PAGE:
Directed by: Justin Benson, Aaron Moorhead

Starring: Justin Benson, Aaron Moorhead, Callie Hernandez, Emilie Montague, Kira Powell, Tate Ellington

Brothers Justin and Aaron escaped what was being described as a Death Cult when they were teenagers, and have since led dull, uneventful lives. One day they are send a videotape by one of the members of the cult, inviting them back. After some debate, they decide to trek across country to the cult's retreat, and look upon the place and its people with a new, adult perspective. Not only is life here much more idylic, but its possible that their beliefs might be right all along…

The Endless is one of those enigmatic films which draws you in and rivets you to your seat as each new revelation is uncovered.

I have a passing fascination with cults, especially movie cults where you're waiting for the idyllic facade to drop and reveal the malevolence beneath, such as the Jonestown-esque THE COVENANT. Like with THE TRIANGLE, I was waiting for the other shoe to drop and was trying to read into every exchange, even the the most innocuous conversations. The videotape message they are sent seems harmless enough but the phrasing contained within invites you to look for deeper, sinister meanings.

When they receive the tape, Aaron and Justin are working menial jobs and  barely making ends meet. They are also both still in therapy from leaving the cult. When they see the video message and invitation back to the retreat, both brothers come to thinking "how much worse could it be to our current situation?".  As it turns out, things there are much better and a lot worse than they could have imagined.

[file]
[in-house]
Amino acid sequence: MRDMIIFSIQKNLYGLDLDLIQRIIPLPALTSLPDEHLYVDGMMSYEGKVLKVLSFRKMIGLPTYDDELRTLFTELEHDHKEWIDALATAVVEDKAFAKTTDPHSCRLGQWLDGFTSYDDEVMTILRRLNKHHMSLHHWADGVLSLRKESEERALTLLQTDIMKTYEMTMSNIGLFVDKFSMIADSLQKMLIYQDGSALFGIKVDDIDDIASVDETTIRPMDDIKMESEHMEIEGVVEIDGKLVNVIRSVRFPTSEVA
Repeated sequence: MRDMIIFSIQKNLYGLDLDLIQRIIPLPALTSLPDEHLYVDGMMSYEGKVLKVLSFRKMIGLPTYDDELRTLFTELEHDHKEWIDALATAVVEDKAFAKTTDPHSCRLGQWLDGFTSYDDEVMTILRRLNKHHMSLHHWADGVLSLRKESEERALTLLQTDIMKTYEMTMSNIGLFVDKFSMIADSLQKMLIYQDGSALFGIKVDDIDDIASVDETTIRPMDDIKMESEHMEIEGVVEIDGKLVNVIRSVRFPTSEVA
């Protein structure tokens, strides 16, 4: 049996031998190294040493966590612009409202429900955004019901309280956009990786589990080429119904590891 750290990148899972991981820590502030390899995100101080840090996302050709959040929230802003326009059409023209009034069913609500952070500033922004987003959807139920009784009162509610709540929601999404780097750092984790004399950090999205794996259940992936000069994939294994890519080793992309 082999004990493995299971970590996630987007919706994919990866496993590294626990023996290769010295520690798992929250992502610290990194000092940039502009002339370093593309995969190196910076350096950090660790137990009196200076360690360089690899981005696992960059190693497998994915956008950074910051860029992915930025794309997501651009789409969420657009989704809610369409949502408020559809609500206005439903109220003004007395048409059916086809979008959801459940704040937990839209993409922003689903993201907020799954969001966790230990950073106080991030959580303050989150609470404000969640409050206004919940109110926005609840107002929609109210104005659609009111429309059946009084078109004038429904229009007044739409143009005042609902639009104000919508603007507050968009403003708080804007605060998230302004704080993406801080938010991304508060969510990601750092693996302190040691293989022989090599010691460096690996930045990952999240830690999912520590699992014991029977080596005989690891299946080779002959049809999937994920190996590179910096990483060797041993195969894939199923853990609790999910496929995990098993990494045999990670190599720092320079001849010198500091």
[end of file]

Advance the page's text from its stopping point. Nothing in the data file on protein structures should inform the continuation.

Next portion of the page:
One of the many things I enjoyed about this film is the way it lets you assume that the weird things you see happening might have a logical explanation. For example the rope pull scene, in which members are encouraged to pull on the end of a length of rope which "seems" to be tied to the moon. Or the fact that you can see up to three moons, thanks to a refraction of light through swamp gas.


I'm sure the brothers would have cottoned on to the more weird elements, but the pair are also constantly bickering with each other. Aaron, the younger of the two, only has hazy memories of their childhood life in the cult and most of what he knows about it comes from Justin. When he's confronted with a few home truths it drives something of a wedge between them and they end up making different discoveries on their own.


Directors Justin Benson and Aaron Moorhead previously made the excellent, well-received SPRING, and again have delivered an enigmatic film which slowly builds its sense of dread and wonder As each scene unfolds you can feel yourself being drawn closer to the screen (never more so than when we find out what's inside the closely guarded shed on the hill). However nothing is fully explained here, you're given enough negative space to fill with your own imagination.



This is up there with the best of them - Midnight Special, The Signal, The Pyramid. If you like well-drawn characters and deep mysterious mysteries then you must see this.


8 out of 10 (MikeOutWest)